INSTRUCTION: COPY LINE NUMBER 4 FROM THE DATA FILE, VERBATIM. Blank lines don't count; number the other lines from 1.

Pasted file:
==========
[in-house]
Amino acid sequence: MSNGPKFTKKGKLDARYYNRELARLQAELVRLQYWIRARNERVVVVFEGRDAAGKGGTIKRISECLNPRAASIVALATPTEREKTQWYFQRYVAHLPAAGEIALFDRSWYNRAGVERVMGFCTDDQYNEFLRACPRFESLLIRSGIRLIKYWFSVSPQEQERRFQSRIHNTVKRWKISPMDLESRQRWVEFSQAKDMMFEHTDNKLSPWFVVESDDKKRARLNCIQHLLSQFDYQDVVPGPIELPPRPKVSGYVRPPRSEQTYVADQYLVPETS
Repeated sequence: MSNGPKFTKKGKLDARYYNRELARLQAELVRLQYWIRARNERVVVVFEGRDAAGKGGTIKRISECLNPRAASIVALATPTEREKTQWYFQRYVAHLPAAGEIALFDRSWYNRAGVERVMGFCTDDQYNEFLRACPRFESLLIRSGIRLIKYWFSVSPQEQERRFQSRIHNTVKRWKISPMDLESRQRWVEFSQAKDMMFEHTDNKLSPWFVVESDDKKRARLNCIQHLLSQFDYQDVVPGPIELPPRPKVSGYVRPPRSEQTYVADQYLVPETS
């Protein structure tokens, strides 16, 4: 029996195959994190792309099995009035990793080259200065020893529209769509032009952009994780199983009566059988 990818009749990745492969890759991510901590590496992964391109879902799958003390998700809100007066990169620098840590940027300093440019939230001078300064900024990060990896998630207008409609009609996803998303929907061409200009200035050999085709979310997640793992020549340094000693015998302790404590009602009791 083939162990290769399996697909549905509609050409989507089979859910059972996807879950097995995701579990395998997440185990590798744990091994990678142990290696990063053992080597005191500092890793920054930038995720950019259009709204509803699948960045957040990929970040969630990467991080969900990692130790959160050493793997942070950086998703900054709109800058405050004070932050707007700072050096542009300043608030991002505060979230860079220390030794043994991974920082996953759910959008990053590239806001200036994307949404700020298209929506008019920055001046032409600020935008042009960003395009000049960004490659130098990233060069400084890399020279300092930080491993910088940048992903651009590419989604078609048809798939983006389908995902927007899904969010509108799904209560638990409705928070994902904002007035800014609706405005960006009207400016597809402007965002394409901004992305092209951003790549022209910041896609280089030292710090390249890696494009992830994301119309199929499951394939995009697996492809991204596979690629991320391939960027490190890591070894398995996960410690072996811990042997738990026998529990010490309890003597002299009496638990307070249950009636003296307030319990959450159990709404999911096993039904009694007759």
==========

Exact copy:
């Protein structure tokens, strides 16, 4: 029996195959994190792309099995009035990793080259200065020893529209769509032009952009994780199983009566059988 990818009749990745492969890759991510901590590496992964391109879902799958003390998700809100007066990169620098840590940027300093440019939230001078300064900024990060990896998630207008409609009609996803998303929907061409200009200035050999085709979310997640793992020549340094000693015998302790404590009602009791 083939162990290769399996697909549905509609050409989507089979859910059972996807879950097995995701579990395998997440185990590798744990091994990678142990290696990063053992080597005191500092890793920054930038995720950019259009709204509803699948960045957040990929970040969630990467991080969900990692130790959160050493793997942070950086998703900054709109800058405050004070932050707007700072050096542009300043608030991002505060979230860079220390030794043994991974920082996953759910959008990053590239806001200036994307949404700020298209929506008019920055001046032409600020935008042009960003395009000049960004490659130098990233060069400084890399020279300092930080491993910088940048992903651009590419989604078609048809798939983006389908995902927007899904969010509108799904209560638990409705928070994902904002007035800014609706405005960006009207400016597809402007965002394409901004992305092209951003790549022209910041896609280089030292710090390249890696494009992830994301119309199929499951394939995009697996492809991204596979690629991320391939960027490190890591070894398995996960410690072996811990042997738990026998529990010490309890003597002299009496638990307070249950009636003296307030319990959450159990709404999911096993039904009694007759």